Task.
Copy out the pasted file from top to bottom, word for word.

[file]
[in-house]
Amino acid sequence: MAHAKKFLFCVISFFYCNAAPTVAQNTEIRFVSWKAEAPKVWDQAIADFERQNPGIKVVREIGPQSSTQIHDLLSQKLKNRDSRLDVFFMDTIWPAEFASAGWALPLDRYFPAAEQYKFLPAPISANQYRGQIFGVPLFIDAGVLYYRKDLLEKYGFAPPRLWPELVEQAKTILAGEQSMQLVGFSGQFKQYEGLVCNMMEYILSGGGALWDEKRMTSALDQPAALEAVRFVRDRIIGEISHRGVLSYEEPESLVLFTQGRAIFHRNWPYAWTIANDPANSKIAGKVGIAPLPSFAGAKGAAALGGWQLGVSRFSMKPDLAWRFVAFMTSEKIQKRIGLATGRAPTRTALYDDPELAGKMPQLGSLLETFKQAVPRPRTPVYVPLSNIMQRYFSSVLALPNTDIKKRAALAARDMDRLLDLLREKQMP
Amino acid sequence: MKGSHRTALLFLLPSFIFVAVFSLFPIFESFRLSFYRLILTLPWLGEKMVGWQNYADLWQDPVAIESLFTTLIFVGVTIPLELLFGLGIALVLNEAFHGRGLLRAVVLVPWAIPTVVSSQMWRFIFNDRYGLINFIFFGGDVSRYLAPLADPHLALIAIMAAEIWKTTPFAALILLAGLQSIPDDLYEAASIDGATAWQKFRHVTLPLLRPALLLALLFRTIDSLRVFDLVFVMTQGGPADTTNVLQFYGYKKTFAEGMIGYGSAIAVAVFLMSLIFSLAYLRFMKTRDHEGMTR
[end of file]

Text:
[in-house]
Amino acid sequence: MAHAKKFLFCVISFFYCNAAPTVAQNTEIRFVSWKAEAPKVWDQAIADFERQNPGIKVVREIGPQSSTQIHDLLSQKLKNRDSRLDVFFMDTIWPAEFASAGWALPLDRYFPAAEQYKFLPAPISANQYRGQIFGVPLFIDAGVLYYRKDLLEKYGFAPPRLWPELVEQAKTILAGEQSMQLVGFSGQFKQYEGLVCNMMEYILSGGGALWDEKRMTSALDQPAALEAVRFVRDRIIGEISHRGVLSYEEPESLVLFTQGRAIFHRNWPYAWTIANDPANSKIAGKVGIAPLPSFAGAKGAAALGGWQLGVSRFSMKPDLAWRFVAFMTSEKIQKRIGLATGRAPTRTALYDDPELAGKMPQLGSLLETFKQAVPRPRTPVYVPLSNIMQRYFSSVLALPNTDIKKRAALAARDMDRLLDLLREKQMP
Amino acid sequence: MKGSHRTALLFLLPSFIFVAVFSLFPIFESFRLSFYRLILTLPWLGEKMVGWQNYADLWQDPVAIESLFTTLIFVGVTIPLELLFGLGIALVLNEAFHGRGLLRAVVLVPWAIPTVVSSQMWRFIFNDRYGLINFIFFGGDVSRYLAPLADPHLALIAIMAAEIWKTTPFAALILLAGLQSIPDDLYEAASIDGATAWQKFRHVTLPLLRPALLLALLFRTIDSLRVFDLVFVMTQGGPADTTNVLQFYGYKKTFAEGMIGYGSAIAVAVFLMSLIFSLAYLRFMKTRDHEGMTR